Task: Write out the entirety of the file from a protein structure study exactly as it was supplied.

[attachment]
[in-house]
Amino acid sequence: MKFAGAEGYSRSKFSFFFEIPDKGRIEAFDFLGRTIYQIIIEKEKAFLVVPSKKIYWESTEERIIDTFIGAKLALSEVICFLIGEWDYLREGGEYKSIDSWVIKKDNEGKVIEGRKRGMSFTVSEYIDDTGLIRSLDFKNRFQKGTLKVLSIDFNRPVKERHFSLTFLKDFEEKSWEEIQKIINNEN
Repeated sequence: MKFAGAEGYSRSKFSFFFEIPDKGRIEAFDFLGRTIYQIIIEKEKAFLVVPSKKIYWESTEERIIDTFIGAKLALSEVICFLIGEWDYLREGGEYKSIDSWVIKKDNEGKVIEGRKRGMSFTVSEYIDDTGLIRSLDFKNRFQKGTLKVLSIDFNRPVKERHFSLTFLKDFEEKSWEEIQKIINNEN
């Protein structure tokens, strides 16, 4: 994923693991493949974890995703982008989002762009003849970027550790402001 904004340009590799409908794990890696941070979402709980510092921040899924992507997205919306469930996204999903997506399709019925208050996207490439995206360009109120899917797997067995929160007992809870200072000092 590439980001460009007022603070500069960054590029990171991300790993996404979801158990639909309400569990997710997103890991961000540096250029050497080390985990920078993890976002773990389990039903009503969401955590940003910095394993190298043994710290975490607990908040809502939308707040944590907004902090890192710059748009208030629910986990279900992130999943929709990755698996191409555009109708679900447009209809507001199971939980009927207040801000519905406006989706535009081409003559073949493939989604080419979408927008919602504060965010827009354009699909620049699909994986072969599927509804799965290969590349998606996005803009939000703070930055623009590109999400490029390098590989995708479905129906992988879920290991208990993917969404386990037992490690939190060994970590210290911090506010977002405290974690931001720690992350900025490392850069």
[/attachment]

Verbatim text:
[in-house]
Amino acid sequence: MKFAGAEGYSRSKFSFFFEIPDKGRIEAFDFLGRTIYQIIIEKEKAFLVVPSKKIYWESTEERIIDTFIGAKLALSEVICFLIGEWDYLREGGEYKSIDSWVIKKDNEGKVIEGRKRGMSFTVSEYIDDTGLIRSLDFKNRFQKGTLKVLSIDFNRPVKERHFSLTFLKDFEEKSWEEIQKIINNEN
Repeated sequence: MKFAGAEGYSRSKFSFFFEIPDKGRIEAFDFLGRTIYQIIIEKEKAFLVVPSKKIYWESTEERIIDTFIGAKLALSEVICFLIGEWDYLREGGEYKSIDSWVIKKDNEGKVIEGRKRGMSFTVSEYIDDTGLIRSLDFKNRFQKGTLKVLSIDFNRPVKERHFSLTFLKDFEEKSWEEIQKIINNEN
């Protein structure tokens, strides 16, 4: 994923693991493949974890995703982008989002762009003849970027550790402001 904004340009590799409908794990890696941070979402709980510092921040899924992507997205919306469930996204999903997506399709019925208050996207490439995206360009109120899917797997067995929160007992809870200072000092 590439980001460009007022603070500069960054590029990171991300790993996404979801158990639909309400569990997710997103890991961000540096250029050497080390985990920078993890976002773990389990039903009503969401955590940003910095394993190298043994710290975490607990908040809502939308707040944590907004902090890192710059748009208030629910986990279900992130999943929709990755698996191409555009109708679900447009209809507001199971939980009927207040801000519905406006989706535009081409003559073949493939989604080419979408927008919602504060965010827009354009699909620049699909994986072969599927509804799965290969590349998606996005803009939000703070930055623009590109999400490029390098590989995708479905129906992988879920290991208990993917969404386990037992490690939190060994970590210290911090506010977002405290974690931001720690992350900025490392850069």